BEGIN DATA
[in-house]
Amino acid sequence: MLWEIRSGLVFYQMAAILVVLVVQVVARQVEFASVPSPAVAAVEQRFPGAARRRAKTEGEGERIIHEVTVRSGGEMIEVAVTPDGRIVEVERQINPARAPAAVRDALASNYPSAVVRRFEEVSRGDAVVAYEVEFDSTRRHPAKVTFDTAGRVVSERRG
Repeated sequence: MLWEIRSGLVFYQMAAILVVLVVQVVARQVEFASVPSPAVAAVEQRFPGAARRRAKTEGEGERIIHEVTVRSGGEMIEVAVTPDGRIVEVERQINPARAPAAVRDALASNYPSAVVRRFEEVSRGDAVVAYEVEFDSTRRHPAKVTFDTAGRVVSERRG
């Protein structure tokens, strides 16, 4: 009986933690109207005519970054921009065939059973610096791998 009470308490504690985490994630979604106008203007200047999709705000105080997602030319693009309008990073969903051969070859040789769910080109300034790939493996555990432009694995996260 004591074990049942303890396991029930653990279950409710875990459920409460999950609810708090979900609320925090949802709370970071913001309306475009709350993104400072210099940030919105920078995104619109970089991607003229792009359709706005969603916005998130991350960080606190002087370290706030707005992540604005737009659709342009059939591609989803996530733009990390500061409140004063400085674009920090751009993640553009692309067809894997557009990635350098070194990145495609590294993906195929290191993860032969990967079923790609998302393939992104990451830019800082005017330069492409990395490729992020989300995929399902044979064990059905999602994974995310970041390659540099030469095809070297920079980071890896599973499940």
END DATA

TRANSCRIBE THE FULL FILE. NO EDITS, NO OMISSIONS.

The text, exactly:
[in-house]
Amino acid sequence: MLWEIRSGLVFYQMAAILVVLVVQVVARQVEFASVPSPAVAAVEQRFPGAARRRAKTEGEGERIIHEVTVRSGGEMIEVAVTPDGRIVEVERQINPARAPAAVRDALASNYPSAVVRRFEEVSRGDAVVAYEVEFDSTRRHPAKVTFDTAGRVVSERRG
Repeated sequence: MLWEIRSGLVFYQMAAILVVLVVQVVARQVEFASVPSPAVAAVEQRFPGAARRRAKTEGEGERIIHEVTVRSGGEMIEVAVTPDGRIVEVERQINPARAPAAVRDALASNYPSAVVRRFEEVSRGDAVVAYEVEFDSTRRHPAKVTFDTAGRVVSERRG
């Protein structure tokens, strides 16, 4: 009986933690109207005519970054921009065939059973610096791998 009470308490504690985490994630979604106008203007200047999709705000105080997602030319693009309008990073969903051969070859040789769910080109300034790939493996555990432009694995996260 004591074990049942303890396991029930653990279950409710875990459920409460999950609810708090979900609320925090949802709370970071913001309306475009709350993104400072210099940030919105920078995104619109970089991607003229792009359709706005969603916005998130991350960080606190002087370290706030707005992540604005737009659709342009059939591609989803996530733009990390500061409140004063400085674009920090751009993640553009692309067809894997557009990635350098070194990145495609590294993906195929290191993860032969990967079923790609998302393939992104990451830019800082005017330069492409990395490729992020989300995929399902044979064990059905999602994974995310970041390659540099030469095809070297920079980071890896599973499940």